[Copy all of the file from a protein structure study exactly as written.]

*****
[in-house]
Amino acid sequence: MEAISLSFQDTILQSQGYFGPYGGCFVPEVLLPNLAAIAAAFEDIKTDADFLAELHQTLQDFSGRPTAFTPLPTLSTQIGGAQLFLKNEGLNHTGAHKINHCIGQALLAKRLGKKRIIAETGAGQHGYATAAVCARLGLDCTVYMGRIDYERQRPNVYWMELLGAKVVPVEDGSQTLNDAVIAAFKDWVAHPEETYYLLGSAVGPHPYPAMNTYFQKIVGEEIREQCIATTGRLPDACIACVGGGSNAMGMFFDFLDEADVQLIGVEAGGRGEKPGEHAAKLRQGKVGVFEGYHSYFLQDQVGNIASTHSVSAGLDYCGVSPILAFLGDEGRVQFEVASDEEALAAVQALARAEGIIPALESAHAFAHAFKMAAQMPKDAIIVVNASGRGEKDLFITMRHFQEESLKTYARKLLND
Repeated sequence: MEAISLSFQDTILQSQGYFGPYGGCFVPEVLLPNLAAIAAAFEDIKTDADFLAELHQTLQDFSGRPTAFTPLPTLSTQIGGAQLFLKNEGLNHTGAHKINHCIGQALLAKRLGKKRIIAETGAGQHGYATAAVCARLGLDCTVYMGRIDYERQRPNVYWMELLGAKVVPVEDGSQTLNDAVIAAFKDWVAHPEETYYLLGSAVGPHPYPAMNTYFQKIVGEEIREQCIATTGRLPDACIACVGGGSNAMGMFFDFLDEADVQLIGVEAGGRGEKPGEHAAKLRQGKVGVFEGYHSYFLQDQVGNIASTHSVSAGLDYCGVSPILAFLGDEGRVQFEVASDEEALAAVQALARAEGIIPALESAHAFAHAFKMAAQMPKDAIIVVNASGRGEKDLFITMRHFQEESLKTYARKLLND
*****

[in-house]
Amino acid sequence: MEAISLSFQDTILQSQGYFGPYGGCFVPEVLLPNLAAIAAAFEDIKTDADFLAELHQTLQDFSGRPTAFTPLPTLSTQIGGAQLFLKNEGLNHTGAHKINHCIGQALLAKRLGKKRIIAETGAGQHGYATAAVCARLGLDCTVYMGRIDYERQRPNVYWMELLGAKVVPVEDGSQTLNDAVIAAFKDWVAHPEETYYLLGSAVGPHPYPAMNTYFQKIVGEEIREQCIATTGRLPDACIACVGGGSNAMGMFFDFLDEADVQLIGVEAGGRGEKPGEHAAKLRQGKVGVFEGYHSYFLQDQVGNIASTHSVSAGLDYCGVSPILAFLGDEGRVQFEVASDEEALAAVQALARAEGIIPALESAHAFAHAFKMAAQMPKDAIIVVNASGRGEKDLFITMRHFQEESLKTYARKLLND
Repeated sequence: MEAISLSFQDTILQSQGYFGPYGGCFVPEVLLPNLAAIAAAFEDIKTDADFLAELHQTLQDFSGRPTAFTPLPTLSTQIGGAQLFLKNEGLNHTGAHKINHCIGQALLAKRLGKKRIIAETGAGQHGYATAAVCARLGLDCTVYMGRIDYERQRPNVYWMELLGAKVVPVEDGSQTLNDAVIAAFKDWVAHPEETYYLLGSAVGPHPYPAMNTYFQKIVGEEIREQCIATTGRLPDACIACVGGGSNAMGMFFDFLDEADVQLIGVEAGGRGEKPGEHAAKLRQGKVGVFEGYHSYFLQDQVGNIASTHSVSAGLDYCGVSPILAFLGDEGRVQFEVASDEEALAAVQALARAEGIIPALESAHAFAHAFKMAAQMPKDAIIVVNASGRGEKDLFITMRHFQEESLKTYARKLLND